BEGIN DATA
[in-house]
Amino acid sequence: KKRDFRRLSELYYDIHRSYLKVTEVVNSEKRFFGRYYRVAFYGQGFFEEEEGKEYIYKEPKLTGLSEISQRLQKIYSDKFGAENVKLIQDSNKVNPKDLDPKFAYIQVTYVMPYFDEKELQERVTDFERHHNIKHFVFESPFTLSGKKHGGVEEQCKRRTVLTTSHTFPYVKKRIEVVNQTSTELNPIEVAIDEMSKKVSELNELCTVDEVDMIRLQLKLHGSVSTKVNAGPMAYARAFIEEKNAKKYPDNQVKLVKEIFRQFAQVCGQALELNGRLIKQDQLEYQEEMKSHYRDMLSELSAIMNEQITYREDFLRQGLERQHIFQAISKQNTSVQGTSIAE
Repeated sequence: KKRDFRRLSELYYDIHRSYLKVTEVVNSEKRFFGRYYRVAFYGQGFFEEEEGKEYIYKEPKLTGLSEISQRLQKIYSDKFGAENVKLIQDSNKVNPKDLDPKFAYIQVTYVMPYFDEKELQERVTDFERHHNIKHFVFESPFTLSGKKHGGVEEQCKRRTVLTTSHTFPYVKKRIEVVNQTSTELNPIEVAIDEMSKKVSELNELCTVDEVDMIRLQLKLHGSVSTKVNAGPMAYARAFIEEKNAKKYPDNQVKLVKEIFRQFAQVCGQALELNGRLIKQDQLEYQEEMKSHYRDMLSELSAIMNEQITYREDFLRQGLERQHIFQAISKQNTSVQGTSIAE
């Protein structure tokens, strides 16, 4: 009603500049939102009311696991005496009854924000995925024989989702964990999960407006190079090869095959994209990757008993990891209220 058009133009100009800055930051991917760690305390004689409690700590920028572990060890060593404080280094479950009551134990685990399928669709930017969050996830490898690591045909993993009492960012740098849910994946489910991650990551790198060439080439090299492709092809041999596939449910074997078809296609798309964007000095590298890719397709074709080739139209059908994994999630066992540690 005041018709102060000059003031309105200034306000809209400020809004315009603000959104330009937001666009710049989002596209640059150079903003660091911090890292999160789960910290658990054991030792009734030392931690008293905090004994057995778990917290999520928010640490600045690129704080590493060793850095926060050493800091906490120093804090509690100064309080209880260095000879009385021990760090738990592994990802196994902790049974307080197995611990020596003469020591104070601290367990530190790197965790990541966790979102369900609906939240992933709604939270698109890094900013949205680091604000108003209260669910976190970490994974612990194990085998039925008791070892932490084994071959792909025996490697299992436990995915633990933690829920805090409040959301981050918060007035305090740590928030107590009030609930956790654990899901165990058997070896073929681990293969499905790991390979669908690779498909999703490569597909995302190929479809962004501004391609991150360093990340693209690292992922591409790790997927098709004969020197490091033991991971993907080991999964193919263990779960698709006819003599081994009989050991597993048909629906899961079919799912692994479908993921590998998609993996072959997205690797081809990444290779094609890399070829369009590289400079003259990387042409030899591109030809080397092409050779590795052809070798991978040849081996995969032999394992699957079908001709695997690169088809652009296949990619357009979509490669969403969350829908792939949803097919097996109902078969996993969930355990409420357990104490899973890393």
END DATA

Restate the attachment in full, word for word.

[in-house]
Amino acid sequence: KKRDFRRLSELYYDIHRSYLKVTEVVNSEKRFFGRYYRVAFYGQGFFEEEEGKEYIYKEPKLTGLSEISQRLQKIYSDKFGAENVKLIQDSNKVNPKDLDPKFAYIQVTYVMPYFDEKELQERVTDFERHHNIKHFVFESPFTLSGKKHGGVEEQCKRRTVLTTSHTFPYVKKRIEVVNQTSTELNPIEVAIDEMSKKVSELNELCTVDEVDMIRLQLKLHGSVSTKVNAGPMAYARAFIEEKNAKKYPDNQVKLVKEIFRQFAQVCGQALELNGRLIKQDQLEYQEEMKSHYRDMLSELSAIMNEQITYREDFLRQGLERQHIFQAISKQNTSVQGTSIAE
Repeated sequence: KKRDFRRLSELYYDIHRSYLKVTEVVNSEKRFFGRYYRVAFYGQGFFEEEEGKEYIYKEPKLTGLSEISQRLQKIYSDKFGAENVKLIQDSNKVNPKDLDPKFAYIQVTYVMPYFDEKELQERVTDFERHHNIKHFVFESPFTLSGKKHGGVEEQCKRRTVLTTSHTFPYVKKRIEVVNQTSTELNPIEVAIDEMSKKVSELNELCTVDEVDMIRLQLKLHGSVSTKVNAGPMAYARAFIEEKNAKKYPDNQVKLVKEIFRQFAQVCGQALELNGRLIKQDQLEYQEEMKSHYRDMLSELSAIMNEQITYREDFLRQGLERQHIFQAISKQNTSVQGTSIAE
């Protein structure tokens, strides 16, 4: 009603500049939102009311696991005496009854924000995925024989989702964990999960407006190079090869095959994209990757008993990891209220 058009133009100009800055930051991917760690305390004689409690700590920028572990060890060593404080280094479950009551134990685990399928669709930017969050996830490898690591045909993993009492960012740098849910994946489910991650990551790198060439080439090299492709092809041999596939449910074997078809296609798309964007000095590298890719397709074709080739139209059908994994999630066992540690 005041018709102060000059003031309105200034306000809209400020809004315009603000959104330009937001666009710049989002596209640059150079903003660091911090890292999160789960910290658990054991030792009734030392931690008293905090004994057995778990917290999520928010640490600045690129704080590493060793850095926060050493800091906490120093804090509690100064309080209880260095000879009385021990760090738990592994990802196994902790049974307080197995611990020596003469020591104070601290367990530190790197965790990541966790979102369900609906939240992933709604939270698109890094900013949205680091604000108003209260669910976190970490994974612990194990085998039925008791070892932490084994071959792909025996490697299992436990995915633990933690829920805090409040959301981050918060007035305090740590928030107590009030609930956790654990899901165990058997070896073929681990293969499905790991390979669908690779498909999703490569597909995302190929479809962004501004391609991150360093990340693209690292992922591409790790997927098709004969020197490091033991991971993907080991999964193919263990779960698709006819003599081994009989050991597993048909629906899961079919799912692994479908993921590998998609993996072959997205690797081809990444290779094609890399070829369009590289400079003259990387042409030899591109030809080397092409050779590795052809070798991978040849081996995969032999394992699957079908001709695997690169088809652009296949990619357009979509490669969403969350829908792939949803097919097996109902078969996993969930355990409420357990104490899973890393």